Dear Uncle Colin,

In one of Randall Munroe’s What If? articles he says that the maths of finding a random point on a sphere is a bit hairy. Can’t you just pick a random latitude and longitude?

-- Surely Places Have Equal Random Expectations

You would think so, wouldn’t you, SPHERE? This is the problem with having been brought up on the Mercator projection and the belief that the earth – although not flat – may be easily flattened.

But I digress.

The reason the ‘obvious’ scheme doesn’t work is, lines of latitude ((the east-west ones that go LATerally)) aren’t all the same length. The equator is significantly longer than the Tropic of Cancer, which is in turn longer than the Arctic Circle, which is in turn longer than the line of latitude at the North Pole, the length of which is zero. That means, if you want a uniformly random distribution on a sphere, you need to make the equator more likely to show up than any other line of latitude, and the other lines in proportion.

How long is each line of latitude? That’s easy enough with a bit of trigonometry. The Arctic Circle, for instance, is at 63.5º ((Why they don’t use radians, I don’t know)) north, so we can make a right-triangle using a line from the centre of the earth to a point on the circle, from there to the Earth’s axis, and back to the centre of the Earth. The radius of the Arctic Circle is $R_E \cos(63.5º)$ – and similarly for any line of latitude you pick. The length of any circle of latitude is proportional to the cosine of the latitude.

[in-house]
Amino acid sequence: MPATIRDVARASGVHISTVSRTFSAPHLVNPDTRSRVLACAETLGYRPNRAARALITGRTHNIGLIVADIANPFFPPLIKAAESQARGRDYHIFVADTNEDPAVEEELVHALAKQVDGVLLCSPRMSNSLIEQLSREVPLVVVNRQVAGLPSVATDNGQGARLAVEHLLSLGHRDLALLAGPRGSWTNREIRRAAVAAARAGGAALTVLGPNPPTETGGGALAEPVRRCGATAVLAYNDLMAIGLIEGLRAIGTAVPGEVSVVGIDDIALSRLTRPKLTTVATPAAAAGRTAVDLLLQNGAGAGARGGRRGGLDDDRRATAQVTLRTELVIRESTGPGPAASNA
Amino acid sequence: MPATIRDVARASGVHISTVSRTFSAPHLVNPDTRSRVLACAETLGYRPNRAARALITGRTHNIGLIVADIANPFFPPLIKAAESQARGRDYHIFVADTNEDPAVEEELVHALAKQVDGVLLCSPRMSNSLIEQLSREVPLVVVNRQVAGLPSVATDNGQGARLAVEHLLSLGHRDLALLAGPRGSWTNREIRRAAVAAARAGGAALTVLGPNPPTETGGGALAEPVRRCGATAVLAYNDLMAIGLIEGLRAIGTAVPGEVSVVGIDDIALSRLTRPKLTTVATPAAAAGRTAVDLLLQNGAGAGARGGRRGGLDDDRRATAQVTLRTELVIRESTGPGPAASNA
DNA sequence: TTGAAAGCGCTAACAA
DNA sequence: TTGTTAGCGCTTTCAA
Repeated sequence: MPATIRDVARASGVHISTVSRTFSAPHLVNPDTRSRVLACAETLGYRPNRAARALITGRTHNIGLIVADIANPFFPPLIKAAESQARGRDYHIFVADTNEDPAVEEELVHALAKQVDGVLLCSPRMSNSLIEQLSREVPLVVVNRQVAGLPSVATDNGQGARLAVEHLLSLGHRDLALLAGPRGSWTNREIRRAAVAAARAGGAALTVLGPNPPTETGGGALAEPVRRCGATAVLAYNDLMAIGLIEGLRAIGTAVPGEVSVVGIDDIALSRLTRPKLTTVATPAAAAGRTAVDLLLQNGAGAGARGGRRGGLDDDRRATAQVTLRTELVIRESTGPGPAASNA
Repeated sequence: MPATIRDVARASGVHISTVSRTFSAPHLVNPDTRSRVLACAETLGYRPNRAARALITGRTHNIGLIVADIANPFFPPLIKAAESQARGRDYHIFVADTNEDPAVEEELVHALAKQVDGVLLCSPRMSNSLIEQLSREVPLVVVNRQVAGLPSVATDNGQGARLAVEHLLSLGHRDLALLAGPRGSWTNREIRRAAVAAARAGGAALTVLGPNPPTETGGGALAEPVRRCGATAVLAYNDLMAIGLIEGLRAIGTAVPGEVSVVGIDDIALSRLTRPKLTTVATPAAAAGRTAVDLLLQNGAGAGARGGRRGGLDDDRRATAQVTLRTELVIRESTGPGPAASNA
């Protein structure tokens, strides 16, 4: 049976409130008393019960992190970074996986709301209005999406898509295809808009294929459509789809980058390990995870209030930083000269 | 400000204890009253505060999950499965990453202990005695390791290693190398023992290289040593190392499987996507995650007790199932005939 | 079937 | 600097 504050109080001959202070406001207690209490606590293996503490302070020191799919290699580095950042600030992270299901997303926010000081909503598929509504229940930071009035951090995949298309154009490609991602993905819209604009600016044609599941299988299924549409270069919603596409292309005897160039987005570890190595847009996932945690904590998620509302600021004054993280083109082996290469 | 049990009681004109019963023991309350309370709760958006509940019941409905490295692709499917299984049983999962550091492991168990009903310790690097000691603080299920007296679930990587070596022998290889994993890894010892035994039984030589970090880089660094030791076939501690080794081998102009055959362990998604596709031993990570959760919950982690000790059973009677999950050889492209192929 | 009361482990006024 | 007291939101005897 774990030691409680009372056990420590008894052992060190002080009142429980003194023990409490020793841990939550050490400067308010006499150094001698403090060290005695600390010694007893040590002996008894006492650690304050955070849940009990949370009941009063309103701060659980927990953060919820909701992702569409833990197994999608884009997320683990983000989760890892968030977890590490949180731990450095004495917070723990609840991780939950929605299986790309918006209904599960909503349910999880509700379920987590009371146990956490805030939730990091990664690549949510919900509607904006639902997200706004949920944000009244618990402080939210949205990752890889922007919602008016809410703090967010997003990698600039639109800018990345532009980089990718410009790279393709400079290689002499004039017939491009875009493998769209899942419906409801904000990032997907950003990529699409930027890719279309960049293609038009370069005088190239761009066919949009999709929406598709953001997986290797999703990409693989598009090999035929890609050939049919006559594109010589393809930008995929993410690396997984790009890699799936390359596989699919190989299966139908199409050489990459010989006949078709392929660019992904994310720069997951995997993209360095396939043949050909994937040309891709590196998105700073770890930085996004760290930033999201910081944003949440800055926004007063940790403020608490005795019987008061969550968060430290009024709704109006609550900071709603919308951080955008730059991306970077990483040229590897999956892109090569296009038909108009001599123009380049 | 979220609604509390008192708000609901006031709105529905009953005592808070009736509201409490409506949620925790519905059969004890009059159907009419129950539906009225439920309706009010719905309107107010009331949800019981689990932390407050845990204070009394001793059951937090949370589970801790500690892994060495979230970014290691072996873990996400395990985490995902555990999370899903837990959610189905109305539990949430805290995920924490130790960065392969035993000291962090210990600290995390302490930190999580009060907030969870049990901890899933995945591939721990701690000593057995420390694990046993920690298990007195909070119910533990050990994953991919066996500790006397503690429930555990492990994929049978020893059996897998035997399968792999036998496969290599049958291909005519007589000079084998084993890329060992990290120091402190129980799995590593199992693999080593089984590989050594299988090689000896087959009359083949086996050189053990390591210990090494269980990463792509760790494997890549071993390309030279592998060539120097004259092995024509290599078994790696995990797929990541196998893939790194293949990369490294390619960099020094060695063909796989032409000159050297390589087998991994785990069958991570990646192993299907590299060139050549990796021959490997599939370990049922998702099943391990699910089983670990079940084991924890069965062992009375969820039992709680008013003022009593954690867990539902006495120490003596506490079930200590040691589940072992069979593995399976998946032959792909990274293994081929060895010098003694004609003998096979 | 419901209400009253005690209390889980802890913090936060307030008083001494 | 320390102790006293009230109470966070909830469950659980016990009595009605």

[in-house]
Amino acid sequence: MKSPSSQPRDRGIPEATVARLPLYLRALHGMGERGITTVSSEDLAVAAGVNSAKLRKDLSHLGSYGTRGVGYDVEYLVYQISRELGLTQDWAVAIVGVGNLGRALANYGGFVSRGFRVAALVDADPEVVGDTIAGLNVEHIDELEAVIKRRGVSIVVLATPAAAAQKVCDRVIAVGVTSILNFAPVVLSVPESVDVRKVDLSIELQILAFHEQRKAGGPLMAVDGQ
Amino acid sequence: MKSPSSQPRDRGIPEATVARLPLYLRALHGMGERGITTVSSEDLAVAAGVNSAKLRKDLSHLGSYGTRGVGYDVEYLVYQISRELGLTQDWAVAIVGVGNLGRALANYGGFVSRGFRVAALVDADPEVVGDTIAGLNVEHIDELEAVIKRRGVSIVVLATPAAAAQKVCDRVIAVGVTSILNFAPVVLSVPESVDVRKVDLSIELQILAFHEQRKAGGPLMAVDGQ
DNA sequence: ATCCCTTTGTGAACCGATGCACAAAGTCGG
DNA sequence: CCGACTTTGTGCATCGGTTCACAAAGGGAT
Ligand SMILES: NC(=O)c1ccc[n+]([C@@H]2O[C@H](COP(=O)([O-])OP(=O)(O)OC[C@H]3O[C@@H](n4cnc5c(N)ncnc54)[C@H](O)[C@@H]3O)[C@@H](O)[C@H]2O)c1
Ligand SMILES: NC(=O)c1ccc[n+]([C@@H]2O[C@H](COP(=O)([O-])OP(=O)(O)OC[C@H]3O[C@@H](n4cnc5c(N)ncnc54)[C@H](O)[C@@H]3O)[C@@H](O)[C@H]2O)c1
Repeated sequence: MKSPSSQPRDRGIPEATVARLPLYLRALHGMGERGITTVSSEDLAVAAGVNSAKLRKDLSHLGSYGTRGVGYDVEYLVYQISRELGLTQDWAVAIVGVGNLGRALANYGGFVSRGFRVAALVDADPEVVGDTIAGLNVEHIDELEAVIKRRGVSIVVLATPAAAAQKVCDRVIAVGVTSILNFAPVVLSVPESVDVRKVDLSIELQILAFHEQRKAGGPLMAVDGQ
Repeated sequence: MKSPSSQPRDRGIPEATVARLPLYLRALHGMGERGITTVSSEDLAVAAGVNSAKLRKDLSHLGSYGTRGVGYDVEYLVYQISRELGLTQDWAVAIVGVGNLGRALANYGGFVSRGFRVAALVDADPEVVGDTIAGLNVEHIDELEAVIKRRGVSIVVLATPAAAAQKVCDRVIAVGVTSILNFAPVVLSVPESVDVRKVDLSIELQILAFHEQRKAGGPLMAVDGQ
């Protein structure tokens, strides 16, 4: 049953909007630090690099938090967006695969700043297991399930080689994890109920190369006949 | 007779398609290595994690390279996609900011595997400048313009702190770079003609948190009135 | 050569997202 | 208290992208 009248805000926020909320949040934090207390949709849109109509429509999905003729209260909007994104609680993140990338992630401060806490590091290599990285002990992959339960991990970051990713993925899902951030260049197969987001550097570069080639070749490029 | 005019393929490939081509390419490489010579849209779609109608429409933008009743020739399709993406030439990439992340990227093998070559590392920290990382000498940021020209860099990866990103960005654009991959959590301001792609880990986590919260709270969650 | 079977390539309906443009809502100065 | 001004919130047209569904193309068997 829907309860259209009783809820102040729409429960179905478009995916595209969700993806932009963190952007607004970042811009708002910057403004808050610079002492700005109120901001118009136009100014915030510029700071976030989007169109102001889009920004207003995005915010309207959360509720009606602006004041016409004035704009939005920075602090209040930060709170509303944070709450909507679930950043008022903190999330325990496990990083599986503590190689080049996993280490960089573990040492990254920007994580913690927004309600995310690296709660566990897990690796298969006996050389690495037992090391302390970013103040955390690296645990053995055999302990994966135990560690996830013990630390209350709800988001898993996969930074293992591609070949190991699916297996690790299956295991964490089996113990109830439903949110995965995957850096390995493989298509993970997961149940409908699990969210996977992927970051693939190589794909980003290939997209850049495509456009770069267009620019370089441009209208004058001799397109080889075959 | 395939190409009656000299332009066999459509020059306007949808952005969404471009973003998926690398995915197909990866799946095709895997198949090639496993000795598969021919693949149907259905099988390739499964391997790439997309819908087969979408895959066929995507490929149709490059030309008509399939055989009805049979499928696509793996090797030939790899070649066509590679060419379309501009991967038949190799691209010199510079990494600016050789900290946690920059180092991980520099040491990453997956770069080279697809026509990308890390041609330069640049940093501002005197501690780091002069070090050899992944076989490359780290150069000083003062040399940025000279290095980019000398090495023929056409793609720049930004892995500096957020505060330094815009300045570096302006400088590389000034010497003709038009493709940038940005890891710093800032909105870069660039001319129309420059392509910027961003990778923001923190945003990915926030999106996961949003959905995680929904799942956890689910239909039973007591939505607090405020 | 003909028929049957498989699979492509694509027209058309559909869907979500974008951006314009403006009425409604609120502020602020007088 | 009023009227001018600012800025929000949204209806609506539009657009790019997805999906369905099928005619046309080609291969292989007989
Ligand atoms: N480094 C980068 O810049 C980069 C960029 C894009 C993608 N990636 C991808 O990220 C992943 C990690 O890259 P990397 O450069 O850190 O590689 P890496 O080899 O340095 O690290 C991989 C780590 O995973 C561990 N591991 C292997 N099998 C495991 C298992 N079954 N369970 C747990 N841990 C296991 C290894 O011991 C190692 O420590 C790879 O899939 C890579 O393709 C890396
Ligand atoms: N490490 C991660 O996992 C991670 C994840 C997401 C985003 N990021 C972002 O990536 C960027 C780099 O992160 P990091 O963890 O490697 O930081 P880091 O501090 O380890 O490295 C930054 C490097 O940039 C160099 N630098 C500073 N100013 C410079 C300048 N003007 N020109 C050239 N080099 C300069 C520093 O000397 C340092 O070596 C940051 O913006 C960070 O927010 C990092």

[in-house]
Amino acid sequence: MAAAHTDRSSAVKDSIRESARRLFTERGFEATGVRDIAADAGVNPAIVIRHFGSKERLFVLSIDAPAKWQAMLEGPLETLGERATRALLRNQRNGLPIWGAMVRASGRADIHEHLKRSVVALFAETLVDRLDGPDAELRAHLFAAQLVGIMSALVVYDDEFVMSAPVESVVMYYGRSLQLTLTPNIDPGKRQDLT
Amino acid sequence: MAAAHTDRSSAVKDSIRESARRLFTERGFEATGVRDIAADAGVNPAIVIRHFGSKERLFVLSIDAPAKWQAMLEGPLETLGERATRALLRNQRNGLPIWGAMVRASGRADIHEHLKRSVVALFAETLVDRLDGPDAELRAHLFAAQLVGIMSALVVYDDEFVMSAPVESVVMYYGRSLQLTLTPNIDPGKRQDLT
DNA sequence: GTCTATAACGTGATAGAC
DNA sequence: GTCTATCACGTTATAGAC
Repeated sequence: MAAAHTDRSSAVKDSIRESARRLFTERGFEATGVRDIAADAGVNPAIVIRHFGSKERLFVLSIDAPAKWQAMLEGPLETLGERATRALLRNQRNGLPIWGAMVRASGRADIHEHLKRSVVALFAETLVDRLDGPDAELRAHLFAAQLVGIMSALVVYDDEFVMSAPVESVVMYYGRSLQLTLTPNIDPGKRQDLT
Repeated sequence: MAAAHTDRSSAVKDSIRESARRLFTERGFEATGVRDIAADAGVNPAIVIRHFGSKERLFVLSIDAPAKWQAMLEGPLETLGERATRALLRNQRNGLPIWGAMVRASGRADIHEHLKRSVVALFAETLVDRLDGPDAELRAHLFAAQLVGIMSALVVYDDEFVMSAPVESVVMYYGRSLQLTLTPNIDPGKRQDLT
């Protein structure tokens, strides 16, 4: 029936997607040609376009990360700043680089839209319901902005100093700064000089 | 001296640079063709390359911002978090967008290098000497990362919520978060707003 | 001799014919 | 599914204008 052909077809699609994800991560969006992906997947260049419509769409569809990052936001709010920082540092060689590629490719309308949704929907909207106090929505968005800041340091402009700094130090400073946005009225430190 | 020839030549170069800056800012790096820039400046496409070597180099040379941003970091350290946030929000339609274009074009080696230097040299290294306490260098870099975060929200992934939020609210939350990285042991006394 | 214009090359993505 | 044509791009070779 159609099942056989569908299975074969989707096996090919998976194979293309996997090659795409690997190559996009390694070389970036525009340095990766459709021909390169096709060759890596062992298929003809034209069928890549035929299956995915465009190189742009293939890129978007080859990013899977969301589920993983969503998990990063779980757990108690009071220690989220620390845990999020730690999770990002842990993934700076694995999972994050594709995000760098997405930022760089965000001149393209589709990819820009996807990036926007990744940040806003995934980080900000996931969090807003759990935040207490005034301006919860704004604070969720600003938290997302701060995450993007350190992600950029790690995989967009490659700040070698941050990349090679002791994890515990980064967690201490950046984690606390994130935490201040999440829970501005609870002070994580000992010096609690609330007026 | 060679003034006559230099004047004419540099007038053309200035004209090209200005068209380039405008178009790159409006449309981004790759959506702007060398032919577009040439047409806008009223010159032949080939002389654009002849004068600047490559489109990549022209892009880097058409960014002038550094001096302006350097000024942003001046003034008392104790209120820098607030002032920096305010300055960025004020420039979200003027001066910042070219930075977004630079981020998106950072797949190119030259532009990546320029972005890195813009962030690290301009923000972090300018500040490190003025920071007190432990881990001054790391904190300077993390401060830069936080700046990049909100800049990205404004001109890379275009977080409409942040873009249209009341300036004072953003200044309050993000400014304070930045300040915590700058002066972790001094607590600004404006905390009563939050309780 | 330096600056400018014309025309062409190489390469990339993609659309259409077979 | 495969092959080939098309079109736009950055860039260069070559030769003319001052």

So how do we pick a random line of latitude? That’s simpler than Munroe makes out: all you need to do is generate a random number between -1 and 1, and work out its inverse cosine. (This will give you an angle between 0º and 180º, so you’ll need to subtract 90º from your answer.)

As for the lines of longitude? They’re all the same length, so you can just pick those uniformly at random.

-- Uncle Colin

* Hungry for more What Ifs? You can buy the book!

* Thanks to @michiexile for pointing out a mix-up between longitude and latitude.